Mrs. Spelman: We are keen to discuss the clause because it relates to a completely different subject. Having arrived in the Committee at this stage, Mrs. Adams, you could not know that we have had no discussion on enforcement and have saved all our points on it for this debate.
Enforcement is an important area. We share the Government's aim of trying to reduce smoking. We have our doubts about the Bill's effectiveness given that there is no effective control over the volume of smuggled tobacco coming into the UK. None the less, the enforcement authorities will be required to put the Bill into effect, and even its limited effectiveness will depend greatly on those authorities. It seems perfectly reasonable, therefore, to ask the Minister what the Government intend in terms of allocating resources to the weights and measures authorities in England, Wales and Scotland and to district councils in Northern Ireland so that they are able to enforce the Act. We have not raised that question before and now is the right time to do so.
When the Act comes into effect, it will be bound to create many cases, at least initially, that need investigation by the relevant enforcement authority. The Bill represents a big shift in practice as regards the currently quite legitimate advertising of tobacco products. Those who engage in the trade of buying and selling tobacco products and their accessories will have to adapt to a new situation in which it is no longer legal to advertise those tobacco products. During the earlier stages of the Commiteee, we sought on a number of occasions to clarify precisely what is an advertisement and what is a display, and we are going to receive some clarification on the latter point when we debate new clause 3.
There will undeniably be a transitional period during which those involved in the trade will try to adjust to the new law and work out precisely what it means for them. A lot of specific guidance has still to be given in regulations; effectively, we have an empty box into which the regulations have still to be placed. I have been very concerned that a number of small commercial entities that trade tobacco products, such as specialist tobacconists and corner shops in which 50 per cent. of the product is tobacco, may find themselves in the difficult position of having to go to court to clarify whether they are trading legitimately once the Act bans tobacco advertising.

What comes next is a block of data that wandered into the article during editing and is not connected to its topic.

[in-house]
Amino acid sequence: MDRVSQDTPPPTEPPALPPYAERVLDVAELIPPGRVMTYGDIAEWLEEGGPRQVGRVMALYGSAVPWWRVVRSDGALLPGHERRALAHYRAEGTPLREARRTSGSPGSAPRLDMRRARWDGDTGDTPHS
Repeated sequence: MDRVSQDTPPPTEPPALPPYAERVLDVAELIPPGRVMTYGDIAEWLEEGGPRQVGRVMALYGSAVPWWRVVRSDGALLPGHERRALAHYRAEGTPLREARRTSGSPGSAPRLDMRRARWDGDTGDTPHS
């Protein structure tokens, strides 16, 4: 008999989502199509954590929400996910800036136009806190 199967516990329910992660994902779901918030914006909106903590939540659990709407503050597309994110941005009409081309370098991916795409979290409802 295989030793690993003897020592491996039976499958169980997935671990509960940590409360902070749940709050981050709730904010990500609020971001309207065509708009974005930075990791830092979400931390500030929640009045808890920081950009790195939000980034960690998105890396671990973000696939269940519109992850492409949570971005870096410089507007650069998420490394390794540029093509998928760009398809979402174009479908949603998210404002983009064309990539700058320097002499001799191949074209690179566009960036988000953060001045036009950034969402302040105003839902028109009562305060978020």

The up-front cost to the weights and measures authorities concerns me. It would be extremely helpful to those who trade in tobacco products to have the assistance of the authorities in clarifying, in the early stages, precisely what the regulations mean. We cannot give any guidance because we have not seen the regulations, which will not be set out in the Bill. The rule of the enforcement authorities will be very important, and I am aware, from other Bills that have gone through this House and passed into law over the past four years, that we are expecting a lot of extra work from weights and measures authorities in England, Wales and Scotland and from our district councils.
The resourcing of the authorities is pertinent. We share an interest with the Government in that we want to ensure that those who will be affected by the Bill should have proper guidance, part of which will undoubtedly be provided by the weights and measures officers.
Why will Ministers in England, Wales and Northern Ireland be able to take over enforcement functions in some cases? Is that because no extra resources are being allocated to the weights and measures authorities in England and Wales? Is that the intention of the Minister's Department, given that a lot of up-front effort will be needed to get across the change in commercial practice that the Bill requires? What is the rationale behind that provision? Does the Department take the pessimistic view that the authorities are likely to fail in their task, and that the Department will need to be able to take over those powers if weights and measures authorities protest either that they do not have the required resources, or are not capable in some way.
The Local Government Act 1999 provides, in a similar way, for the Government to step in where local authorities fail to perform particular tasks, as properly measured. Does the Minister agree that it is important for the weights and measures authorities to know the circumstances in which her Department might muscle in and take over. That could be demoralising to someone who has been carrying out a new task in trying to bring about a change in commercial practice by stemming tobacco advertising and who suddenly finds that it has been taken out of his or her responsibilities. That could lead a local authority to think that it had not done well in the task, and was being criticised. It is important to spell out for everyone's sake, the circumstances in which the Department would take over responsibility.
Does the provision have anything to do with taking a case through to prosecution? Is some sort of two-tier role in operation, under which weights and measures authorities may check on where there may be a breach of the law, but the Department take over because of the cost of going to court and prosecuting. I am interested to know the rationale behind the provision.